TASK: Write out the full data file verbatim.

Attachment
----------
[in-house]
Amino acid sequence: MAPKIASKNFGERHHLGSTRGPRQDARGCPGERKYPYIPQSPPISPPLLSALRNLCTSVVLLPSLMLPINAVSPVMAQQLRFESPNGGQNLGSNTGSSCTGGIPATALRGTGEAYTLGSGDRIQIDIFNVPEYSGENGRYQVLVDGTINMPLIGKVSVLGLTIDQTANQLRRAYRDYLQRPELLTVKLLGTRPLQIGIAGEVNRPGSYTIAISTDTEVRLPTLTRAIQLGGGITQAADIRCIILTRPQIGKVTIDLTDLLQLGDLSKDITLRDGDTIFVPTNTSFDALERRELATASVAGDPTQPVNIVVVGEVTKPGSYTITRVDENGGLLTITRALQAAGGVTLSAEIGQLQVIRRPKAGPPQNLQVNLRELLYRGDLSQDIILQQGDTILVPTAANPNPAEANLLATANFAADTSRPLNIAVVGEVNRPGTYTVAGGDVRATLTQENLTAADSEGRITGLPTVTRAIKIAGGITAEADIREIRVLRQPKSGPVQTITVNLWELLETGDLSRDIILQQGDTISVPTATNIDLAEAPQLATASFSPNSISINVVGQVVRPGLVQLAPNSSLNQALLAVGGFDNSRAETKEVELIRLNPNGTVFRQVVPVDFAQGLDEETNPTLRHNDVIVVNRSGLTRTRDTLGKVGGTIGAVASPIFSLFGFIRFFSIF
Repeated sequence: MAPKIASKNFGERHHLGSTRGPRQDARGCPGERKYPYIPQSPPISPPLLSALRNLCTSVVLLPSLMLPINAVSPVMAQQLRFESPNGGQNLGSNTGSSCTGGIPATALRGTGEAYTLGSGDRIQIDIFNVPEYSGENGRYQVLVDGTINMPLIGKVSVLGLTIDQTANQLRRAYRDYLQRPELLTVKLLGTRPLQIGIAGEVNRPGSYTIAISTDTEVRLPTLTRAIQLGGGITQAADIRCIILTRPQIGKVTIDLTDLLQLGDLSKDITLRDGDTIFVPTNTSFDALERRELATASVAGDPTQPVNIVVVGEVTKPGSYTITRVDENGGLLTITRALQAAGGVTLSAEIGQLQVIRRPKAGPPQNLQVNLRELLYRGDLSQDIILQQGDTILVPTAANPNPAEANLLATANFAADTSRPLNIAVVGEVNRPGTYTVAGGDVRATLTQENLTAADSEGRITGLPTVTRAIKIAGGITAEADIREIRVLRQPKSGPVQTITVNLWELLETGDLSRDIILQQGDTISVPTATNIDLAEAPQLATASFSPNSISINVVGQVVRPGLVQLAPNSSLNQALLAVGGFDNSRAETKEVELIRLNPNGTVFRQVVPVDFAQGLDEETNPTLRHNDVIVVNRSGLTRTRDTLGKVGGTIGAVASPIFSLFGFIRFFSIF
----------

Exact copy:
[in-house]
Amino acid sequence: MAPKIASKNFGERHHLGSTRGPRQDARGCPGERKYPYIPQSPPISPPLLSALRNLCTSVVLLPSLMLPINAVSPVMAQQLRFESPNGGQNLGSNTGSSCTGGIPATALRGTGEAYTLGSGDRIQIDIFNVPEYSGENGRYQVLVDGTINMPLIGKVSVLGLTIDQTANQLRRAYRDYLQRPELLTVKLLGTRPLQIGIAGEVNRPGSYTIAISTDTEVRLPTLTRAIQLGGGITQAADIRCIILTRPQIGKVTIDLTDLLQLGDLSKDITLRDGDTIFVPTNTSFDALERRELATASVAGDPTQPVNIVVVGEVTKPGSYTITRVDENGGLLTITRALQAAGGVTLSAEIGQLQVIRRPKAGPPQNLQVNLRELLYRGDLSQDIILQQGDTILVPTAANPNPAEANLLATANFAADTSRPLNIAVVGEVNRPGTYTVAGGDVRATLTQENLTAADSEGRITGLPTVTRAIKIAGGITAEADIREIRVLRQPKSGPVQTITVNLWELLETGDLSRDIILQQGDTISVPTATNIDLAEAPQLATASFSPNSISINVVGQVVRPGLVQLAPNSSLNQALLAVGGFDNSRAETKEVELIRLNPNGTVFRQVVPVDFAQGLDEETNPTLRHNDVIVVNRSGLTRTRDTLGKVGGTIGAVASPIFSLFGFIRFFSIF
Repeated sequence: MAPKIASKNFGERHHLGSTRGPRQDARGCPGERKYPYIPQSPPISPPLLSALRNLCTSVVLLPSLMLPINAVSPVMAQQLRFESPNGGQNLGSNTGSSCTGGIPATALRGTGEAYTLGSGDRIQIDIFNVPEYSGENGRYQVLVDGTINMPLIGKVSVLGLTIDQTANQLRRAYRDYLQRPELLTVKLLGTRPLQIGIAGEVNRPGSYTIAISTDTEVRLPTLTRAIQLGGGITQAADIRCIILTRPQIGKVTIDLTDLLQLGDLSKDITLRDGDTIFVPTNTSFDALERRELATASVAGDPTQPVNIVVVGEVTKPGSYTITRVDENGGLLTITRALQAAGGVTLSAEIGQLQVIRRPKAGPPQNLQVNLRELLYRGDLSQDIILQQGDTILVPTAANPNPAEANLLATANFAADTSRPLNIAVVGEVNRPGTYTVAGGDVRATLTQENLTAADSEGRITGLPTVTRAIKIAGGITAEADIREIRVLRQPKSGPVQTITVNLWELLETGDLSRDIILQQGDTISVPTATNIDLAEAPQLATASFSPNSISINVVGQVVRPGLVQLAPNSSLNQALLAVGGFDNSRAETKEVELIRLNPNGTVFRQVVPVDFAQGLDEETNPTLRHNDVIVVNRSGLTRTRDTLGKVGGTIGAVASPIFSLFGFIRFFSIF